dwelling is fair and reasonable and the date specified in the
certificate
for the vacation of the dwelling has passed.







The relevant provisions of the Rent Regulations are to be found
under s 30 of the Rent Regulations SI 626/82. Subsections (2),
(3)
and (4) in particular provide as follows:



“(2) Subject to the provisions of this section, no order for the
recovery of possession of a dwelling or for the ejectment of
a lessee
therefrom, which is based on the fact of the lease having expired,
either by effluxion of time or in consequence of notice
duly given by
the lessor, shall be made by any court so long as the lessee
continues to pay the rent due within seven days of due
date and
performs the other conditions of the lease, unless, in addition –







  1. the
    lessee has done, or is doing, material damage to the dwelling; or








  1. the
    lessee has been guilty of conduct likely to cause material damage to
    the dwelling or material or substantial inconvenience
    to occupiers
    of neighbouring or adjoining property or to the lessor; or








  1. the
    lessor has given the lessee not less than two months’ written
    notice to vacate the dwelling on the ground that the dwelling
    is
    required -









    1. by
      the owner; or










    1. where
      the lessee is a sublessee, by the person letting the dwelling to
      the sublessee;









for his personal residential occupation or the personal occupation of
his parent, child or employee; or







  1. the
    lessor has given the lessee not less than two months’ written
    notice to vacate the dwelling on the ground that the dwelling
    is
    required for the purpose of a reconstruction or rebuilding scheme,
    and the nature of such reconstruction or rebuilding would
    preclude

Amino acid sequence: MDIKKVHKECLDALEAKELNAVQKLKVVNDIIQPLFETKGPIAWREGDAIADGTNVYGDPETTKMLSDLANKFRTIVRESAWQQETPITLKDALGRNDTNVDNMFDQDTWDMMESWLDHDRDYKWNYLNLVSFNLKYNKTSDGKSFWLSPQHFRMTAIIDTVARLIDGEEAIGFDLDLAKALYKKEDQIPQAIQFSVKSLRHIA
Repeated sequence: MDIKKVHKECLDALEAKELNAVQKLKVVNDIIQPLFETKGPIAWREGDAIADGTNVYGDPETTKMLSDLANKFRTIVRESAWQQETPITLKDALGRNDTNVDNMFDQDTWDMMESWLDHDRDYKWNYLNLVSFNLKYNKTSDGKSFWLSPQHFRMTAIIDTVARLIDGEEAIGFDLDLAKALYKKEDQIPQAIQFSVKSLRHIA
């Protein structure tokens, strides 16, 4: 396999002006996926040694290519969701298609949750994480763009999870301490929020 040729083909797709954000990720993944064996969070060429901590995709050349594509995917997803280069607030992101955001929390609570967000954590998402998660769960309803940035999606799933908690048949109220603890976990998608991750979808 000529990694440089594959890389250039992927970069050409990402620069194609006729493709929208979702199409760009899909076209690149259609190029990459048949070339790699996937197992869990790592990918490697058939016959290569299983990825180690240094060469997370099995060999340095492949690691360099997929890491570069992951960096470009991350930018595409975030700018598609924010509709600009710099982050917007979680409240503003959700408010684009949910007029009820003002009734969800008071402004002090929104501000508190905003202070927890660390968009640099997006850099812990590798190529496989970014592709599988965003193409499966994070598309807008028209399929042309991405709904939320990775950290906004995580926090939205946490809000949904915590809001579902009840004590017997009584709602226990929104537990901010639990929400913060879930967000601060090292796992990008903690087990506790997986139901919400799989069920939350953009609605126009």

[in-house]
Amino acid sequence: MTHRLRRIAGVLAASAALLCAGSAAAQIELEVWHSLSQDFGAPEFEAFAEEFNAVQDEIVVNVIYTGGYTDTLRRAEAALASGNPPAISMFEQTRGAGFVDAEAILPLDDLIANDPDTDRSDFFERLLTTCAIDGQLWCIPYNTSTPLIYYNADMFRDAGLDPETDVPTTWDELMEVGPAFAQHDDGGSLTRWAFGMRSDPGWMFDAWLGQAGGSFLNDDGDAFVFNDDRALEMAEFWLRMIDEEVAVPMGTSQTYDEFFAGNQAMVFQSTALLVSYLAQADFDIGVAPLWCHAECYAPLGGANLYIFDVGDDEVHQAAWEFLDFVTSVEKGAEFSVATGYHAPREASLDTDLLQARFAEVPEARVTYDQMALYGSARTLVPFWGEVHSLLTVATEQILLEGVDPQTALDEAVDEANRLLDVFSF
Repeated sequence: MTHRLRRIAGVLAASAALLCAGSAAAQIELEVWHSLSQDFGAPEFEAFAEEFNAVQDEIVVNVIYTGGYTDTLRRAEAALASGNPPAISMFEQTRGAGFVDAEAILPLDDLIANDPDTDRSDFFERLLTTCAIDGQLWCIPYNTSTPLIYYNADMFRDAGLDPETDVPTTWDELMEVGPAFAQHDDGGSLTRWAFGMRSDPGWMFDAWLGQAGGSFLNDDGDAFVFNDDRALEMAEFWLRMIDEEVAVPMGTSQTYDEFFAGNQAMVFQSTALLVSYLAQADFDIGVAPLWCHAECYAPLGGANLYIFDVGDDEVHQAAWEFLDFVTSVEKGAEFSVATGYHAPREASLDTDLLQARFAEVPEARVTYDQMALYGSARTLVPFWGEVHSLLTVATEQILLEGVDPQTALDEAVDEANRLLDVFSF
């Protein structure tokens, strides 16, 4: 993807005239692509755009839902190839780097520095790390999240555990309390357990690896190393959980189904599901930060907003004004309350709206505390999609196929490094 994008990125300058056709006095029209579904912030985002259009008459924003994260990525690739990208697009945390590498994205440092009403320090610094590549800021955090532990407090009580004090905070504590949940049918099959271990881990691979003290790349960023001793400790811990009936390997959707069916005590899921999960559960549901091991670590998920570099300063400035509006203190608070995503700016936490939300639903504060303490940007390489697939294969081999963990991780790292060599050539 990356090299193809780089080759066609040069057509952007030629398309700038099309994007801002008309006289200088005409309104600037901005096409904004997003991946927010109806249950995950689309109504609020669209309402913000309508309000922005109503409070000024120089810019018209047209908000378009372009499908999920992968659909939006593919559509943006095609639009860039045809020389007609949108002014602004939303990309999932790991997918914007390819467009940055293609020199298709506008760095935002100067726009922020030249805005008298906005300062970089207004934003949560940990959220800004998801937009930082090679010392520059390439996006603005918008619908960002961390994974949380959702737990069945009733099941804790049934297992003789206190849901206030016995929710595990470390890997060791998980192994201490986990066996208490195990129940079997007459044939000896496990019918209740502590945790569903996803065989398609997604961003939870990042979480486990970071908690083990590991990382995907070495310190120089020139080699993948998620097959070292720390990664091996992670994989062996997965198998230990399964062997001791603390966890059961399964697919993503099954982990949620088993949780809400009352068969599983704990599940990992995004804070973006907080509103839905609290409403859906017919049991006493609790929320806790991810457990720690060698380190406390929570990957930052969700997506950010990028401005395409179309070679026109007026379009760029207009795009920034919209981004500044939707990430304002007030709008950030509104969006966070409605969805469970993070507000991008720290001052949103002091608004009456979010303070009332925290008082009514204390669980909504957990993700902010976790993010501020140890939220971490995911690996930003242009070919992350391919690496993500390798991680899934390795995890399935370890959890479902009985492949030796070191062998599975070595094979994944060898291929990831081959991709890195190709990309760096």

human habitation; or








  1. …








  1. No
    notice to vacate a dwelling given by a lessor for the purpose of –









    1. paragraph
      (c) of subsection (2) shall be of any force or effect -










    1. if
      it does not specify the person for whose personal occupation the
      dwelling is required; and


    2. if
      it is given by a person who is not the owner or lessee who sublets
      the dwelling, unless the person giving such notice has
      previously
      been furnished with a request, in writing, to give such notice by
      the owner or lessee who sublets, as the case may
      be;









    1. paragraph
      (d) of subs(2) shall not be of any force or effect unless it
      specifies the nature of the reconstruction or rebuilding
      scheme,
      the date by which it is proposed to commence the scheme and the
      date by which it is proposed to complete the scheme.








  1. No
    order for the ejectment of a lessee from a dwelling shall be made on
    the grounds referred to in paragraph (c) or (d) of subsection
    (2)
    unless the appropriate board has, on the application of the lesser,
    issued a certificate to the effect that the requirement
    that the
    lessee vacate the dwelling is fair and reasonable, and the date
    specified in the certificate for the vacation of the
    dwelling has
    passed.”










Section 32 of the Regulations makes provision for the procedure to
be followed in applying for a certificate required in terms
of either
subsection (2) or (4) of s 30. After hearing the application, the
Board may grant or dismiss the application.







Section 35 of the Regulations makes provision for the noting of
appeals by any lessor or lessee who is aggrieved by a decision
of the
board to the Administrative Court. In terms of s 37 the
Administrative Court may inter alia confirm, vary, or reverse
the decision of the Board and a decision of the Administrative Court
under this section shall, for all
purposes, be deemed to be the
decision of the Board against whose decision the appeal was lodged.







It is clear from a perusal of s 30 of the Regulations that the order
of ejectment, must, at the end of the day, be made by a court
of law.
For a court to make that order, however, any one of the situations
stipulated in paras (a) to (e) of subs (2) must be
shown to have
existed. The use of the word “or” in those paragraphs is
disjunctive and the clear intention was to provide
a separate cause
of action in respect of each of those paragraphs. The matter,
however does not end there. Where a lessor has
given two months’
written notice for the lessee to vacate the dwelling house in terms
of subs (2) such notice shall not be of
any force or effect unless it
specifies the person whose personal occupation the dwelling is
required for. Further where the cause
of action is based on para (c)
or (d) of subs 2 (i.e where two month’s notice has been given to